Catherine Leslie Carter, or “Catie”, for those of us who came to know and love her, began attending Mandarin Christian School, now Christ’s Church Academy, at the start of the 2001-2002 school year, along with her brother and two sisters. However, just as that school year was getting started, on September 11, 2001, when all of our lives were changed, and we were devastated by the attacks in New York, Washington DC and Pennsylvania, Catie and her family were thrust even further into turmoil that day as Catie was diagnosed with Neuroblastoma, an aggressive form of cancer of the nervous system. With a determined spirit, our nation came together to overcome those terrible events. At the same time and in the same way, Christ Church Academy came together with Catie and her family to help Catie in her heroic fight to overcome her cancer. With an infectious optimism and undeterred spirit, Catie united all of us and took the lead in waging her courageous battle.
Over the next 9 years, Catie endured countless hospitalizations, surgeries, radiation treatments, bone marrow transplants and rounds of chemotherapies too numerous to count. She stood firm in her faith and drew her strength by caring for others. Her selfless spirit was an inspiration to everyone who would meet her along the way. Students rallied around Catie, visiting her at home and in the hospital, doing school work together, reading together, doing art projects and just “hanging out”, all to help lift her spirits. One hallmark of Catie’s attitude and determination is the fact that she refused to neglect her school work. Through it all she never asked for special considerations. School faculty, along with the school nurse, developed an academic and medical care plan that enabled Catie to be in school as much as possible throughout her treatments. Catie DID keep up with her classwork, even making the honor roll!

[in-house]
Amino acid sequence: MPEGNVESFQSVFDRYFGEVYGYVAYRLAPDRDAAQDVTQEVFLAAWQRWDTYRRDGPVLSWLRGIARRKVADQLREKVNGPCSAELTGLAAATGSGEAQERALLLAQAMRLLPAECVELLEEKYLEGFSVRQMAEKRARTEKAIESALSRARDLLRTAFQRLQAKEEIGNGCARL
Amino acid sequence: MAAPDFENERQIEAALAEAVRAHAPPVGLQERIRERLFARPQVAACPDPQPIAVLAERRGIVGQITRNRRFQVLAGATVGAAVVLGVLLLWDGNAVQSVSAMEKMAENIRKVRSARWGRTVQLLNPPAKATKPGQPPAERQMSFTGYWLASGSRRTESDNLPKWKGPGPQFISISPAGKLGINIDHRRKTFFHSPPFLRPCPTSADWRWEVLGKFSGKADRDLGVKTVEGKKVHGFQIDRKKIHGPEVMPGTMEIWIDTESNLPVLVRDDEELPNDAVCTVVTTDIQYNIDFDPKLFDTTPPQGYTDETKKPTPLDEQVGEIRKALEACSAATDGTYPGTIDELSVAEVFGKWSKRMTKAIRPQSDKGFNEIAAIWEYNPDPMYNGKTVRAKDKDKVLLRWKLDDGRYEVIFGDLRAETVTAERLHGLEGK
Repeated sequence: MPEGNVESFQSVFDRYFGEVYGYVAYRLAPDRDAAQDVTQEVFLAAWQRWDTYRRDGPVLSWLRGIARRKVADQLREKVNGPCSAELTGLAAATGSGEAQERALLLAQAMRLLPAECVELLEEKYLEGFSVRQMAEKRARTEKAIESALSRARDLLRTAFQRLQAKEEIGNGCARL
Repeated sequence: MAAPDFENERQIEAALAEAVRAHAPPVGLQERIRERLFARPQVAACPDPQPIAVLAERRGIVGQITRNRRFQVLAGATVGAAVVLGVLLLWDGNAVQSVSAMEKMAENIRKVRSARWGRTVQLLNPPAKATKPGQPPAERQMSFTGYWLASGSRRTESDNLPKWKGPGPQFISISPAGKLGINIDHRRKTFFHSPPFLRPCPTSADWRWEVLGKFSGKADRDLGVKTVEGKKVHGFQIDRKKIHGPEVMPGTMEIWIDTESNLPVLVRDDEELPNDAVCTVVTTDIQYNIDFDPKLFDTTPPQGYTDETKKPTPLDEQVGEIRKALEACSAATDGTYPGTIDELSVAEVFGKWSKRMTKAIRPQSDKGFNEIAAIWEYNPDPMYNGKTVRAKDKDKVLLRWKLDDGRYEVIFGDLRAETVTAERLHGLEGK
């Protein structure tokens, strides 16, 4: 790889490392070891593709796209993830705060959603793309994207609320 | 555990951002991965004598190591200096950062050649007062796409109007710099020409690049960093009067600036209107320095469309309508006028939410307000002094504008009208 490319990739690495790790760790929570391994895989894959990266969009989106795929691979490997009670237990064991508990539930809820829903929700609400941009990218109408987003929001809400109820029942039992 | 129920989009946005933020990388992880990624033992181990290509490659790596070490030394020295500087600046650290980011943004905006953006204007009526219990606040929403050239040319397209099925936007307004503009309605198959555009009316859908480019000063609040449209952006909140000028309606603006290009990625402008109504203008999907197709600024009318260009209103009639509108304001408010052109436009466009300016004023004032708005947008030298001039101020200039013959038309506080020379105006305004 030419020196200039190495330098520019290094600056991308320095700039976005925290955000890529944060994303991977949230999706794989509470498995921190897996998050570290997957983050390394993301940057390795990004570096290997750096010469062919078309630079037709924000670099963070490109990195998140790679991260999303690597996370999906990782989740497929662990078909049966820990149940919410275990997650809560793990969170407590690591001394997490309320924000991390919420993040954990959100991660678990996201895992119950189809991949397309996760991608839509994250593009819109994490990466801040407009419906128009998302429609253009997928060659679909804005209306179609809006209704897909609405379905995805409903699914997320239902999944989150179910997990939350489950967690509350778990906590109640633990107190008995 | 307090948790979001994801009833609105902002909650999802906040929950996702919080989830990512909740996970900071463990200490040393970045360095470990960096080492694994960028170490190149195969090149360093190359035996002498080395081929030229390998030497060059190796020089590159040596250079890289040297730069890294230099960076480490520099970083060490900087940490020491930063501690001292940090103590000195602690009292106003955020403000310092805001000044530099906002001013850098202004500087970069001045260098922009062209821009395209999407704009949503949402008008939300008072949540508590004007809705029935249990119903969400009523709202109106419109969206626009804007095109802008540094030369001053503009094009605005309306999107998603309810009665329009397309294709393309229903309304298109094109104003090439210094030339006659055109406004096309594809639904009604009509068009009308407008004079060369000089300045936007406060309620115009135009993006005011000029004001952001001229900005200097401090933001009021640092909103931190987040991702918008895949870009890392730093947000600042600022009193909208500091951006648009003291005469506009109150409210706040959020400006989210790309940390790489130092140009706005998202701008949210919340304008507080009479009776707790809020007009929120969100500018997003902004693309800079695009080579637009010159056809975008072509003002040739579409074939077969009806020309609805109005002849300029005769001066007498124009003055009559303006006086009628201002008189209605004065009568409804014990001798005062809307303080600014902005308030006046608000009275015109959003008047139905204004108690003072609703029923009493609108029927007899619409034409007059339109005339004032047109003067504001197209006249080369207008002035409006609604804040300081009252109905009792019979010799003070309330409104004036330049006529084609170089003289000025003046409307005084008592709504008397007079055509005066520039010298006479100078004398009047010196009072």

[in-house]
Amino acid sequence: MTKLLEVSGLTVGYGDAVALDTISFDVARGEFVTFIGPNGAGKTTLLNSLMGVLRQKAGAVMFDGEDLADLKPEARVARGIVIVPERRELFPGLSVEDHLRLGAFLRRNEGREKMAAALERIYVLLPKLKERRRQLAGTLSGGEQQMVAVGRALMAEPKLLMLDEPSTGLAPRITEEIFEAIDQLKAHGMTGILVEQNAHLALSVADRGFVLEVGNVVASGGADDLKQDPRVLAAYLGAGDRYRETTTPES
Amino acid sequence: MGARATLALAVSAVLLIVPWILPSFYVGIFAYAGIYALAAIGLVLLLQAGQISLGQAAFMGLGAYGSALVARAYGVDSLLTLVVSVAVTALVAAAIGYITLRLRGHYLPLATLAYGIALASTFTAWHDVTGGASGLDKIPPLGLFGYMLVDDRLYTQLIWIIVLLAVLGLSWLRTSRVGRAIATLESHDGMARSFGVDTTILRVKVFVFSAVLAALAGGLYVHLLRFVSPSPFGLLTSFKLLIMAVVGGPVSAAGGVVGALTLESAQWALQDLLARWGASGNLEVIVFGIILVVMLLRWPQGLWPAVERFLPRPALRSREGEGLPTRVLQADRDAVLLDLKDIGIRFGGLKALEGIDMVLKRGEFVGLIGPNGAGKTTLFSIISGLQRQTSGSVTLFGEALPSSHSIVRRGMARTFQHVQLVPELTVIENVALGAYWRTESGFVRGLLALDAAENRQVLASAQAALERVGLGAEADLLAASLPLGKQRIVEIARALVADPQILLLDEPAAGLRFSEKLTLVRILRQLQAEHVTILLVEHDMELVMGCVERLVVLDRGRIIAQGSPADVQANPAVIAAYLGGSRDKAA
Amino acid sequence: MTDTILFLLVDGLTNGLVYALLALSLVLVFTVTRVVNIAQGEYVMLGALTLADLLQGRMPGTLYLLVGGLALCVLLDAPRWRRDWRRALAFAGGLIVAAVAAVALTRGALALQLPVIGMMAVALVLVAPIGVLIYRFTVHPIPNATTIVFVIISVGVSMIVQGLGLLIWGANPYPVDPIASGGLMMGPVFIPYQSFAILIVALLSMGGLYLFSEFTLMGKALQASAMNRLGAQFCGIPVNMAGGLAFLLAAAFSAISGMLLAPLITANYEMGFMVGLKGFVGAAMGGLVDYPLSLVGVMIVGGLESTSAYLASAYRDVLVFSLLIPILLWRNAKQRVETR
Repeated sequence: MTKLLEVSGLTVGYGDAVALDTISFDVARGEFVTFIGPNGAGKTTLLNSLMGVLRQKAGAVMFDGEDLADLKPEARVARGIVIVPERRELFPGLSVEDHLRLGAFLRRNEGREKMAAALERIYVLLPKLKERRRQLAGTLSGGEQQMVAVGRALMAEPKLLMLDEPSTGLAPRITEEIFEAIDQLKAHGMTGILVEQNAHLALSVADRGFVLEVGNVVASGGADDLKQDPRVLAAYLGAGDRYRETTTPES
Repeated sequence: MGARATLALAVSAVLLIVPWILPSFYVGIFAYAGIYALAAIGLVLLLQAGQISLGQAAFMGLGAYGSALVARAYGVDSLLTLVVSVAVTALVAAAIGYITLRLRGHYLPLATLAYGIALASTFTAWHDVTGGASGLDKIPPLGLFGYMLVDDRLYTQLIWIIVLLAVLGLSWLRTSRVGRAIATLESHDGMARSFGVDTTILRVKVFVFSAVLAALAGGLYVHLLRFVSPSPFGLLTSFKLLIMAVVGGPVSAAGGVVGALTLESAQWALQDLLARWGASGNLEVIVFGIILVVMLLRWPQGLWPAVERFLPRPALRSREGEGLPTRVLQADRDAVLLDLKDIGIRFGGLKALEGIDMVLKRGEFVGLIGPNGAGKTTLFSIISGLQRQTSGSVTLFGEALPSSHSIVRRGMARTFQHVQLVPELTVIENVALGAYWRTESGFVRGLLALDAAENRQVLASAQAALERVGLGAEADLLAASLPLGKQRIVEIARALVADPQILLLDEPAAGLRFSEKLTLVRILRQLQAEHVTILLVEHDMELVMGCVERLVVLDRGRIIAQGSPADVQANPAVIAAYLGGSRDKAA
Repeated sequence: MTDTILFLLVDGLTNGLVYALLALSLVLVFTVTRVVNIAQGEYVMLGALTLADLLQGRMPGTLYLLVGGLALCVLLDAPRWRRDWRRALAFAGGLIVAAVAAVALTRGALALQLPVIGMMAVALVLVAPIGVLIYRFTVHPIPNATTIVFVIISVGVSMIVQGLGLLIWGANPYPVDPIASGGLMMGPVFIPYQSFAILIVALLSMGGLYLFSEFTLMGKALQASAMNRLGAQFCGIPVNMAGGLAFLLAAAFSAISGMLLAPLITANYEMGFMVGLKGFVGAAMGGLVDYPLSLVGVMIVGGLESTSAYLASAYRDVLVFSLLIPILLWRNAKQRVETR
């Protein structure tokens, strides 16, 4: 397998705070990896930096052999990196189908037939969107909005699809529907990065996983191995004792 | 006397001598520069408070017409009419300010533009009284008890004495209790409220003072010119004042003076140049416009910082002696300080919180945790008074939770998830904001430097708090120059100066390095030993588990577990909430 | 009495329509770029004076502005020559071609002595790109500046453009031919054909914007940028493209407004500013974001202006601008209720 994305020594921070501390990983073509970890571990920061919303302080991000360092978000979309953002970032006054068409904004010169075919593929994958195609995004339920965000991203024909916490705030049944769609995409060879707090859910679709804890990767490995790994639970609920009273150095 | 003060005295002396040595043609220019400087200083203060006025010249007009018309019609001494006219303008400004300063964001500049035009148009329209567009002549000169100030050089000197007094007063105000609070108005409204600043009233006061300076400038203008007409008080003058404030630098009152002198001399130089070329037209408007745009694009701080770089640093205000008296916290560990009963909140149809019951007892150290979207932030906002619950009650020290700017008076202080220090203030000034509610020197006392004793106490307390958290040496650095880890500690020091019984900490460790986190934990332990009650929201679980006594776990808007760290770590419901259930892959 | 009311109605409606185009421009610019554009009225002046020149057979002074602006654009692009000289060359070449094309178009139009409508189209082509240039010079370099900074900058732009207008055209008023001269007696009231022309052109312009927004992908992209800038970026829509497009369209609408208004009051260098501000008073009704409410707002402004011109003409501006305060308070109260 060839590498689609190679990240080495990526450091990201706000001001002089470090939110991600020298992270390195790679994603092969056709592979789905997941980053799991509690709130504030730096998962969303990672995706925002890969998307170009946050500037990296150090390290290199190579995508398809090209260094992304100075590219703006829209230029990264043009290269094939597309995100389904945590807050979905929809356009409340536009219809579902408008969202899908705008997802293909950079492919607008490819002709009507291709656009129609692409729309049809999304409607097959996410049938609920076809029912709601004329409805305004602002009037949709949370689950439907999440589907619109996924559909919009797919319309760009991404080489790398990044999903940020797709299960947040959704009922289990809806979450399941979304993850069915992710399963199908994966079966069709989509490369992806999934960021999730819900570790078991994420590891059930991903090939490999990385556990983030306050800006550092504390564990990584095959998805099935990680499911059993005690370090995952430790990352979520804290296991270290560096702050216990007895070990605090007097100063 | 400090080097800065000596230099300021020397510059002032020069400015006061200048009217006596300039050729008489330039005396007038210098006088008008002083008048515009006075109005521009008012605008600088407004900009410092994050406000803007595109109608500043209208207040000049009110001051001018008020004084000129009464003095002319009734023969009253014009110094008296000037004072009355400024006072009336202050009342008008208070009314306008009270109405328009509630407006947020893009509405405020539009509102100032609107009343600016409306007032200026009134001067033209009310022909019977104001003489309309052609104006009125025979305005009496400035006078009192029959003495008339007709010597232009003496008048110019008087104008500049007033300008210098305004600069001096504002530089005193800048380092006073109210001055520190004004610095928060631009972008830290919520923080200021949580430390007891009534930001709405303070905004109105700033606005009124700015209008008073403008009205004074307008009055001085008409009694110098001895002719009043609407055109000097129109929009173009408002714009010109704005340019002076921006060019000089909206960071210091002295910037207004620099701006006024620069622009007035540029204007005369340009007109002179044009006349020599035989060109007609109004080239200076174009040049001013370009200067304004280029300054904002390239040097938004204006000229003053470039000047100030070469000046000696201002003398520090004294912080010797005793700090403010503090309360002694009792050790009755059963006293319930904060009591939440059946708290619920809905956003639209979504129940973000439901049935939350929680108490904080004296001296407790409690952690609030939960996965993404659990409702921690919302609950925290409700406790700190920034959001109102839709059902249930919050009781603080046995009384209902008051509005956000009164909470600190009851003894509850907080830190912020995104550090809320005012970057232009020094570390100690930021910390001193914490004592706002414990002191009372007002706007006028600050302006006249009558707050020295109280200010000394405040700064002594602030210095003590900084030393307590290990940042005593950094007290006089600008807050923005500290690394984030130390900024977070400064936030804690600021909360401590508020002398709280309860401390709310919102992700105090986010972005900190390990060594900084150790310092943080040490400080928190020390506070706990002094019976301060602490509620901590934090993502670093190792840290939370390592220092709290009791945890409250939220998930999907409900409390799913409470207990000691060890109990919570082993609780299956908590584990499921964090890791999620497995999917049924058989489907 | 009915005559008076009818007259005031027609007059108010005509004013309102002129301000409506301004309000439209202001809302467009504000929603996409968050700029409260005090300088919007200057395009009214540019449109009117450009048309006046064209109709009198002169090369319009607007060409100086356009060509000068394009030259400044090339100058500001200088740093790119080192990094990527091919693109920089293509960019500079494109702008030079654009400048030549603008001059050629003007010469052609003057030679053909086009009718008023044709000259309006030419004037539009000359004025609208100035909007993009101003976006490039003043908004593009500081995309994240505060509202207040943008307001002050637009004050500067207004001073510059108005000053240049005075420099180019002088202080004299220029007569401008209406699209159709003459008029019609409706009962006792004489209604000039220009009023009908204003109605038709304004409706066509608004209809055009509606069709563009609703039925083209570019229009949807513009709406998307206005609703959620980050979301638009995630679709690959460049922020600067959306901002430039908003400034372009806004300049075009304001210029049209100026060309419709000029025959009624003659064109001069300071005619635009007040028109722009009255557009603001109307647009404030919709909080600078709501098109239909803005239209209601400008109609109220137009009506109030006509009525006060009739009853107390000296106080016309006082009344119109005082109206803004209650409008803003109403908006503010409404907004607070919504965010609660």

Catie truly enjoyed art. Throughout her illness, she used art as an outlet for her thoughts and emotions, both at school and in the hospital. During her many hospitalizations, Catie became close friends with staff and volunteers of Art With A Heart in Healthcare, a non-profit organization dedicated to enhancing the healing process of sick children.
Art helps diminish the fear, pain and boredom that can be associated with a hospital experience, and empowers a child in an otherwise powerless situation. Art plays a critical role in the healing process, and the generosity of Christ’s Church Academy students, staff and families, over the years, has provided art supplies to Art With a Heart in Healthcare, for children at Wolfson Children’s Hospital. Through your support and partnership with the Catie Cares Foundation, Art With a Heart has been able to provide over 3,000 art to go bags!
These bags are filled with art supplies that children can use to express their creative spirit, and in so doing, demonstrate the same resolve that Catie did, in fighting back against their illness.
Catie’s love for art was not just demonstrated in the hospital. At school, she loved her art classes and created numerous drawings and paintings that inspired her teachers and all who knew her. The “Catie Carter Art Suite” at CCA is dedicated in her memory as an inspiration to every student who finds joy in expressing themselves through art.
Every fall since 2009, Christ's Church Academy picks out a special Friday as a "Catie Cares Celebration Day". Students make a donation to Art with a Heart in Catie's honor, and they are able to wear pink to school. Later that evening, the CCA Varsity Football team hosts "Catie Carter Night"; a special event that has become one of the defining activities that makes CCA a truly special place. CCA students and families get an opportunity to focus their attention on a cause that affects far too many children and adults today. It also offers all of us a personal example of how to trust God and live life to the fullest, when facing one of life’s greatest challenges. Catie Carter Night is a reminder of a young lady and school that came together to face cancer head-on, and in the process create a legacy that defines CCA as “family.”